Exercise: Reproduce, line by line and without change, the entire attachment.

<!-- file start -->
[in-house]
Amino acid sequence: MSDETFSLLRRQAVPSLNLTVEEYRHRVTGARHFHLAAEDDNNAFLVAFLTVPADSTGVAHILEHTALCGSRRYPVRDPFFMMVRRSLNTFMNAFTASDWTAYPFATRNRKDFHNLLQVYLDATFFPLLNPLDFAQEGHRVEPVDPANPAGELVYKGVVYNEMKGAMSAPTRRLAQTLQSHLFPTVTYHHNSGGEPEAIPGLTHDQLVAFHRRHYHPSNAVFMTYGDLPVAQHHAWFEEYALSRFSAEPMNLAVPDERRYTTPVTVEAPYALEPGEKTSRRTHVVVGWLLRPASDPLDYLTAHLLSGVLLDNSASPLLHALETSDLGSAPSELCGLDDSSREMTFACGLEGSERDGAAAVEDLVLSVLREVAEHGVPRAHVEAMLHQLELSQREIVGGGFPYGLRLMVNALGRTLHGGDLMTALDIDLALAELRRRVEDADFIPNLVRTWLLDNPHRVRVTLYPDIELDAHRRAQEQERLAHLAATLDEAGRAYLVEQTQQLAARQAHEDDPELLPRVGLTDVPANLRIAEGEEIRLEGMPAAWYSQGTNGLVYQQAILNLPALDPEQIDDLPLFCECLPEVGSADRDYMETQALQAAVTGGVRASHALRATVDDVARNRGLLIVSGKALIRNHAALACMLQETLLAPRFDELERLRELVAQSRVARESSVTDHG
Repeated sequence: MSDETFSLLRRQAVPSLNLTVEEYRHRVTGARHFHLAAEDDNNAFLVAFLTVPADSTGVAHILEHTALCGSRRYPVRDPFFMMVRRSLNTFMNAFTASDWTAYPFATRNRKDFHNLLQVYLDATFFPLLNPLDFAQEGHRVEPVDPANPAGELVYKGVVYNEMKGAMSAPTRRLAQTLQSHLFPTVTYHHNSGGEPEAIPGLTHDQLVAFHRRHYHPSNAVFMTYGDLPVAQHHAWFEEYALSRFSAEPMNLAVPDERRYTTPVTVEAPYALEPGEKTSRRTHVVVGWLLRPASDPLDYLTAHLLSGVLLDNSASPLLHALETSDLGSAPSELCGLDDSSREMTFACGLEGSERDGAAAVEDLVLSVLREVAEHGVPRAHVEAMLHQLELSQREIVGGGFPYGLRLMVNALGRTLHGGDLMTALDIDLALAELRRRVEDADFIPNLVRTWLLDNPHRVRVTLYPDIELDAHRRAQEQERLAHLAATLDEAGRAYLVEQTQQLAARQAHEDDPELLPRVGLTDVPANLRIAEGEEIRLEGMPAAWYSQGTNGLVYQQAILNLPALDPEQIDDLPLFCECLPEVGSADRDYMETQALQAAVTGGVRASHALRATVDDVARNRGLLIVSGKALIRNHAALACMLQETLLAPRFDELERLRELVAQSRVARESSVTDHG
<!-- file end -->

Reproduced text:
[in-house]
Amino acid sequence: MSDETFSLLRRQAVPSLNLTVEEYRHRVTGARHFHLAAEDDNNAFLVAFLTVPADSTGVAHILEHTALCGSRRYPVRDPFFMMVRRSLNTFMNAFTASDWTAYPFATRNRKDFHNLLQVYLDATFFPLLNPLDFAQEGHRVEPVDPANPAGELVYKGVVYNEMKGAMSAPTRRLAQTLQSHLFPTVTYHHNSGGEPEAIPGLTHDQLVAFHRRHYHPSNAVFMTYGDLPVAQHHAWFEEYALSRFSAEPMNLAVPDERRYTTPVTVEAPYALEPGEKTSRRTHVVVGWLLRPASDPLDYLTAHLLSGVLLDNSASPLLHALETSDLGSAPSELCGLDDSSREMTFACGLEGSERDGAAAVEDLVLSVLREVAEHGVPRAHVEAMLHQLELSQREIVGGGFPYGLRLMVNALGRTLHGGDLMTALDIDLALAELRRRVEDADFIPNLVRTWLLDNPHRVRVTLYPDIELDAHRRAQEQERLAHLAATLDEAGRAYLVEQTQQLAARQAHEDDPELLPRVGLTDVPANLRIAEGEEIRLEGMPAAWYSQGTNGLVYQQAILNLPALDPEQIDDLPLFCECLPEVGSADRDYMETQALQAAVTGGVRASHALRATVDDVARNRGLLIVSGKALIRNHAALACMLQETLLAPRFDELERLRELVAQSRVARESSVTDHG
Repeated sequence: MSDETFSLLRRQAVPSLNLTVEEYRHRVTGARHFHLAAEDDNNAFLVAFLTVPADSTGVAHILEHTALCGSRRYPVRDPFFMMVRRSLNTFMNAFTASDWTAYPFATRNRKDFHNLLQVYLDATFFPLLNPLDFAQEGHRVEPVDPANPAGELVYKGVVYNEMKGAMSAPTRRLAQTLQSHLFPTVTYHHNSGGEPEAIPGLTHDQLVAFHRRHYHPSNAVFMTYGDLPVAQHHAWFEEYALSRFSAEPMNLAVPDERRYTTPVTVEAPYALEPGEKTSRRTHVVVGWLLRPASDPLDYLTAHLLSGVLLDNSASPLLHALETSDLGSAPSELCGLDDSSREMTFACGLEGSERDGAAAVEDLVLSVLREVAEHGVPRAHVEAMLHQLELSQREIVGGGFPYGLRLMVNALGRTLHGGDLMTALDIDLALAELRRRVEDADFIPNLVRTWLLDNPHRVRVTLYPDIELDAHRRAQEQERLAHLAATLDEAGRAYLVEQTQQLAARQAHEDDPELLPRVGLTDVPANLRIAEGEEIRLEGMPAAWYSQGTNGLVYQQAILNLPALDPEQIDDLPLFCECLPEVGSADRDYMETQALQAAVTGGVRASHALRATVDDVARNRGLLIVSGKALIRNHAALACMLQETLLAPRFDELERLRELVAQSRVARESSVTDHG